Cliff Writes:
The cast and crew of Finding Bigfoot will be returning to Ohio to film a special episode highlighting the events of season two on Saturday, January 21. Much like “Behind the Legend,” the seventh episode in season one, the cast will premiere clips of upcoming episodes and field questions from a live audience.
Read the rest of Cliff's details, including exact filming location, at North American Bigfoot: Finding Bigfoot Returns to Ohio on January 21st

Monday, January 16, 2012

Finding Bigfoot Could Have the Same Staying Power as Ghost Hunters

Finding Bigfoot's investigator James 'Bobo' Fay. Part commercial fisherman, part surfer, part squatch caller.

MassLive.com has an intriguing article hinting at the longevity of Finding Bigfoot by comparing it to the popular series Ghost Hunters which has 8 seasons underneath it's belt. Another interesting note; Cliff Barackman [of CliffBarackman.com and NorthAmericanBigfoot.com] is described as the oddest member of the Finding Bigfoot Group. Once again, Cliff Barackman is singled out as the level-headed one.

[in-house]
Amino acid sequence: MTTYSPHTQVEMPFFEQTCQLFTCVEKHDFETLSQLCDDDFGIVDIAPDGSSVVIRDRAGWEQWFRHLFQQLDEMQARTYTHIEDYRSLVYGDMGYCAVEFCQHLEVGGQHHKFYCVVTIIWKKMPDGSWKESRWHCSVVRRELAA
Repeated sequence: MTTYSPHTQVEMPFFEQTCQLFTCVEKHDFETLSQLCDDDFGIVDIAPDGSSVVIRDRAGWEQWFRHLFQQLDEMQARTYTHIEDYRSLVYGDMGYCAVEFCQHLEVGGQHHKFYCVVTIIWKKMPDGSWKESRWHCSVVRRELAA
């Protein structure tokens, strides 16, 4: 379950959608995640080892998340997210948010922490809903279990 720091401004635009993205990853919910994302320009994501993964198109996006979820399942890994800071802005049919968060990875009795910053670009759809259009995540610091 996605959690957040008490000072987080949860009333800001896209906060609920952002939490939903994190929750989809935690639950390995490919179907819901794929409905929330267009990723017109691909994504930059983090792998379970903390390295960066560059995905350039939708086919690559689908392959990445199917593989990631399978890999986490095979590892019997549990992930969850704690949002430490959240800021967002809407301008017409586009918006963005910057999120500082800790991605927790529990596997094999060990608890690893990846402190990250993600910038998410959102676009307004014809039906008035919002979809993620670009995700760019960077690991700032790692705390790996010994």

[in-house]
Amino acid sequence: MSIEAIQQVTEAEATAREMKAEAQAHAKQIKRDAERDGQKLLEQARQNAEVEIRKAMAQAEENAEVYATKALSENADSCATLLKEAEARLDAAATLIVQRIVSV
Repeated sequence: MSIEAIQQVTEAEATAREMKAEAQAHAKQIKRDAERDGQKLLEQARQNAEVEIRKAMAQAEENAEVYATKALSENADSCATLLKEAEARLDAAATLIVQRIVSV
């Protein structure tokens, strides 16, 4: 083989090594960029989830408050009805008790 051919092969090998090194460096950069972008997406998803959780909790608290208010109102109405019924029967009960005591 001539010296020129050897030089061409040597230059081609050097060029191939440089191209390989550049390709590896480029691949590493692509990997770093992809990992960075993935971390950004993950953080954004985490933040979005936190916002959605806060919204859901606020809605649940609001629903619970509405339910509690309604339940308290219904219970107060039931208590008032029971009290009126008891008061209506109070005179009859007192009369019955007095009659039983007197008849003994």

Finding Bigfoot' has Animal Planet feeling squatchy

Published: Monday, January 16, 2012, 4:04 PM     Updated: Monday, January 16, 2012, 4:24 PMAs Matt Moneymaker proclaimed in a recent episode, “I do believe there’s a squatch in these woods!” the Animal Planet’s ‘Finding Bigfoot’ is quickly starting a revival of interest in the forest-dwelling, elusive beast known by several different names such as sasquatch, yeti, bigfoot and swamp ape. While the investigative team that spends hours tramping through fields, forests and swamps in pursuit of the elusive creature have yet to proclaim Bigfoot ‘found’ the Animal Planet is doing quite well for itself by bringing the search to living rooms across the country.